Here comes the Tax Man.
We’re about to get walloped by taxes. Between the hidden taxes buried in looming health care reform, the targeting of those that earn $250,000 or more and the expiration at the end of this year of the tax cuts implemented by President Bush, we are all soon going to be paying our bills out of noticeably smaller net paychecks.
All three of those factors deserve a thorough airing, but let’s focus for now on that magic number of $250,000. President Obama, during the campaign of 2008, drew a line in the sand at $250,000 in annual household income. If you earn less than $250,000, he said, your taxes aren’t going up. But if you earn more than $250,000, it’s only “fair” that you “contribute” more of your income.
It was both politically astute and shockingly cynical.
It was politically astute because so few households have incomes of $250,000. According to the IRS, only 1.5 percent of all returns filed show incomes of $250,000 or more. So when candidate Obama drew the line at a quarter million dollars, he calculated that 98 percent of the people listening wouldn’t mind.
What this man who has never run a business and never held a real job doesn’t understand is that placing onerous taxes on the top earners limits opportunity for those further down the economic ladder.
Government stimulus, as we have painfully learned, doesn’t create jobs. Large corporations, impressive as they are, don’t really create that many jobs. It is small businesses – entrepreneurs – that account for the bulk of job creation in the United States. And the three facts that a huge tax increase is now less than a year away, that earners of $250,000 have been singled out; and that unemployment is stuck at the highest level in a generation; are not disconnected.
Because of the way the tax code is written, the tax consequences of closely held businesses flow directly onto the personal returns of those that own the business. Many of those one and a half percent of tax returns showing taxable income of more than $250,000 are the result of the fact that the household earns its living from owning a car wash or a dry cleaner, or maybe a plumbing business or a retail store of some kind. If the business has a good year, that good fortune flows directly onto the family’s 1040 tax return.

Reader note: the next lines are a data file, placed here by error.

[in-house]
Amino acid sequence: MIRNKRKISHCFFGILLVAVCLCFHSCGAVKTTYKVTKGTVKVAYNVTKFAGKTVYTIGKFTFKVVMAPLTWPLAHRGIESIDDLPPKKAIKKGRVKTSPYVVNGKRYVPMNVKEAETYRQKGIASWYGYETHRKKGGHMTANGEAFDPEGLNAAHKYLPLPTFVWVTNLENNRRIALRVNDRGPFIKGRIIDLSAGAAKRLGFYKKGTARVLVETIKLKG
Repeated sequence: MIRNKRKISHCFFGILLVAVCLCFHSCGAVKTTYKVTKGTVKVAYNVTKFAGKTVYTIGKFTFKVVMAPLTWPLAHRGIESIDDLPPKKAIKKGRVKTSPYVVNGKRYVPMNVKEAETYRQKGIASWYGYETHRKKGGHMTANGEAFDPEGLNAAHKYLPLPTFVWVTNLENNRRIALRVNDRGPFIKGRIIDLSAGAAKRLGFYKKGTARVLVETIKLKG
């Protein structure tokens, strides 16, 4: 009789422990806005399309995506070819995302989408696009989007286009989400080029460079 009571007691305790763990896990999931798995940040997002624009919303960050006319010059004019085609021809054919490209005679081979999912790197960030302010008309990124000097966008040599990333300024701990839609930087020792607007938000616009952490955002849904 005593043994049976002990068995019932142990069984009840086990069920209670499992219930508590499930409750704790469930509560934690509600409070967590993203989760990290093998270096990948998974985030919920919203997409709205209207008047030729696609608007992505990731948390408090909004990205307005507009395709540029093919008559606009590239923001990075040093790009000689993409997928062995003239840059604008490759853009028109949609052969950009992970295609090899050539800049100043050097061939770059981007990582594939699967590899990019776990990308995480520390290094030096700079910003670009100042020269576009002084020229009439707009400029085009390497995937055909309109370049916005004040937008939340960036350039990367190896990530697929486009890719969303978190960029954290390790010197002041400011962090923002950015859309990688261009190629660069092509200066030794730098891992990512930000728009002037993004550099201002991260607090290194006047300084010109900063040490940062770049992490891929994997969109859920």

So, Paul, what’s wrong with that?
At some level, nothing is wrong with it. Every employed American should pay taxes. It gives us a civically healthy stake in what the politicians do with our money.
But treating high-earners as if they have somehow gotten caught trying to get away with something does violence to the very processes that are essential to a vibrant economy.
When a small business has a good year, it emboldens the owner to expand, to invest the earnings in new products or a new idea. Those investments are the seeds of job creation. Tax those earnings away at punitive rates, however, and that investment never happens. Absent that investment, that act of optimism, there is little chance of job growth.
But that’s not all. The prospect of a better than average income is important to entrepreneurism. Nobody would take the risks and suffer the heartache and sleepless nights attendant to owning a business if there didn’t exist at least the chance of making a lot of money.
Listen to KTBB for any length of time and the American Miracle will play in your ears. The commercials that are the backbone of this business are from those who have risked everything in order to be able to offer you a better floor in your home, a better way to water your lawn, a nice car to drive, a place to get your business cards printed or a great place to eat, drink and spend time with people whose company you enjoy.
God bless them every one. Because their willingness to risk it all is what has set America apart for nearly two and a half centuries and for that ineffable good they should be spared a ruinously high marginal tax rate.
Put these people in the tax man’s cross hairs – tax high earners at punitive rates – and you’re not just taxing wealth. You’re taxing dreams and aspirations – the very stuff of which America is made.
And we all know that when you tax something, you get less of it.